- Written by Colin Miller
- Published on 30 November 2007
I will start out by saying that this is a feature article primarily for fellow geeks interested in the process of building or rebuilding an A/V system. My home isn't exactly a showcase in design or high fashion, and the A/V system that's going back in is aiming for function, without a whole lot of a priority on style.
I'd like it to look nice, certainly, but I need to admit that I'm very much a slob on a daily basis. Aesthetics are good, and I try, but seldom have the time or motivation to apply a whole lot of effort. I don't even expect that most people will want to do things the way I end up doing them. If somebody comes away from this with anything interesting to try, or a useful insight, it's a success.
That said, I still think this series will be interesting. My A/V system has very much been the proverbial mechanics car, as of late. While I work on integrating primarily Audio/Video electronics, among other devices, on a daily basis, I've not had the time or motivation to take care of my own until just recently. We had previously, almost completely, moved out of our house for the purpose of selling it. We then had some remodeling done after we decided to, in fact, keep it. We'll have some further remodeling done later, I'm sure. But, the short of it is, I've been turning to headphones to get my fix of hi-fi when necessary, and have done without a real soundstage in my own home for way too long.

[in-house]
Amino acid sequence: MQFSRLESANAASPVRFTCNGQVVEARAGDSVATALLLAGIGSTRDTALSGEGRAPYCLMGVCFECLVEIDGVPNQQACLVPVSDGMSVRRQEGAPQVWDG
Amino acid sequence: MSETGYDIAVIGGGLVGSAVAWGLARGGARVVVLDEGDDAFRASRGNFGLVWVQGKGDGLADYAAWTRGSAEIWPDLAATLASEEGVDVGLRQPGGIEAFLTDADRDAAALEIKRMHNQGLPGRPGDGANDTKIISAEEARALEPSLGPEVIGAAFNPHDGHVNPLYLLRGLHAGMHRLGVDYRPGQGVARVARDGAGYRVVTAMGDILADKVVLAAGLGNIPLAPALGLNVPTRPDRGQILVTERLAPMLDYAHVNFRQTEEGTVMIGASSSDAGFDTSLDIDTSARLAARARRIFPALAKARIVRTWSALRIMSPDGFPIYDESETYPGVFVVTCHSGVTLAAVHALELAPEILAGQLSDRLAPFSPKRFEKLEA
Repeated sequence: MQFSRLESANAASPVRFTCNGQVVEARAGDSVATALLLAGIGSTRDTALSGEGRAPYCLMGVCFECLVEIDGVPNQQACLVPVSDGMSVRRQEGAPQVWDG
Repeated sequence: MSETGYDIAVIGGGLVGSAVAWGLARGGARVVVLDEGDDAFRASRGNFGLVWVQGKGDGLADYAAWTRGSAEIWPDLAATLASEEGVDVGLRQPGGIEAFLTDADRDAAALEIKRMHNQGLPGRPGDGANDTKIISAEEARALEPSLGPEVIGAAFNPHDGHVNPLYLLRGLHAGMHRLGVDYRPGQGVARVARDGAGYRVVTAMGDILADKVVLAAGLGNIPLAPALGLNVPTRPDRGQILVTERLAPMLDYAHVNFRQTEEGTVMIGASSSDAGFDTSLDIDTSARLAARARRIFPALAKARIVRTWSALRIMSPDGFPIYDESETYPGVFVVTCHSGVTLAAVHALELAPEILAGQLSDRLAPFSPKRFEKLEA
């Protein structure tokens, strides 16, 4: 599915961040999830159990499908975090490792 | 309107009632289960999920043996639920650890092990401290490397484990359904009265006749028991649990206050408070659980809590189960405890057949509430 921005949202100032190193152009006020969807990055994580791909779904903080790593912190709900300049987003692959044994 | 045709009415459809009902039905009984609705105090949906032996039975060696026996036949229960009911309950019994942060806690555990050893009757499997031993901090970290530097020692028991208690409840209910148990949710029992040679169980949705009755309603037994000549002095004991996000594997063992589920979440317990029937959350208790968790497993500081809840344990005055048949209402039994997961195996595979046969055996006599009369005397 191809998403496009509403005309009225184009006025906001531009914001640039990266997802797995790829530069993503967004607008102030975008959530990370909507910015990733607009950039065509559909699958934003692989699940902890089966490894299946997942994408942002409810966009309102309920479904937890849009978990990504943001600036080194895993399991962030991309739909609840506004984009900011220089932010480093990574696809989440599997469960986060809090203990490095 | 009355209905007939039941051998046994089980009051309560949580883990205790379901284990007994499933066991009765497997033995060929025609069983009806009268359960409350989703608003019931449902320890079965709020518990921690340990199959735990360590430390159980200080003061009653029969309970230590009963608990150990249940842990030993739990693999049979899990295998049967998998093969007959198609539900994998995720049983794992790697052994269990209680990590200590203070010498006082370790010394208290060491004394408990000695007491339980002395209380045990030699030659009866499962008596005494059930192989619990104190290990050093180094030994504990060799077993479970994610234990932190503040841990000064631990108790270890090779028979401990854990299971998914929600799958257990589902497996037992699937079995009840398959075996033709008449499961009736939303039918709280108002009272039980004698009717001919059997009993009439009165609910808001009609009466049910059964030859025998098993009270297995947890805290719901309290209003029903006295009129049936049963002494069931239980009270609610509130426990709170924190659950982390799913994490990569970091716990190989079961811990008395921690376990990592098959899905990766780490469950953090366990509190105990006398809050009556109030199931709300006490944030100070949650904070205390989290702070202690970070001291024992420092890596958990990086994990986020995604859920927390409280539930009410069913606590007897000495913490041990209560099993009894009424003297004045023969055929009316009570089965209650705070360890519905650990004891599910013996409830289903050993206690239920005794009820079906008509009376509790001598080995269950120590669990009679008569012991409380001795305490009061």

I am now determined that it is time to do what needs to be done. My kids and I have dealt with a really bad DVD player and a 27" standard definition CRT (which actually does contrast and gamma really well) for more time than I wish to admit. I've listened to music through an iPod docking station, my laptop speakers, and a car radio that, for some reason, doesn't drive the right side speaker in my pickup truck. These are perfectly valid ways to enjoy music (after all, you can enjoy music purely in the confines of your own head,) but for an audiophile, it just can't go on.
So, where do I start?
In general, the most sensible place to start would be wiring the room. I didn't do that. I started at the equipment rack. Why? Network equipment.
Modern media are data. Data storage and network communication are becoming the new backbone for our media experience. It's been years since I listened to a CD at home. I only touch them to rip them to a hard drive. As copyright issues get worked out, physical media may disappear altogether. DVD, HD DVD, Blu-ray, etc., in my opinion, are all transitory mediums. As Internet access becomes faster and more reliable, even local storage may diminish. Hard drives may soon give way to flash memory. I can already get a 16 GB compact flash card, larger than the 10 GB hard drive that ran my Windows 2000 Dell laptop from 2001.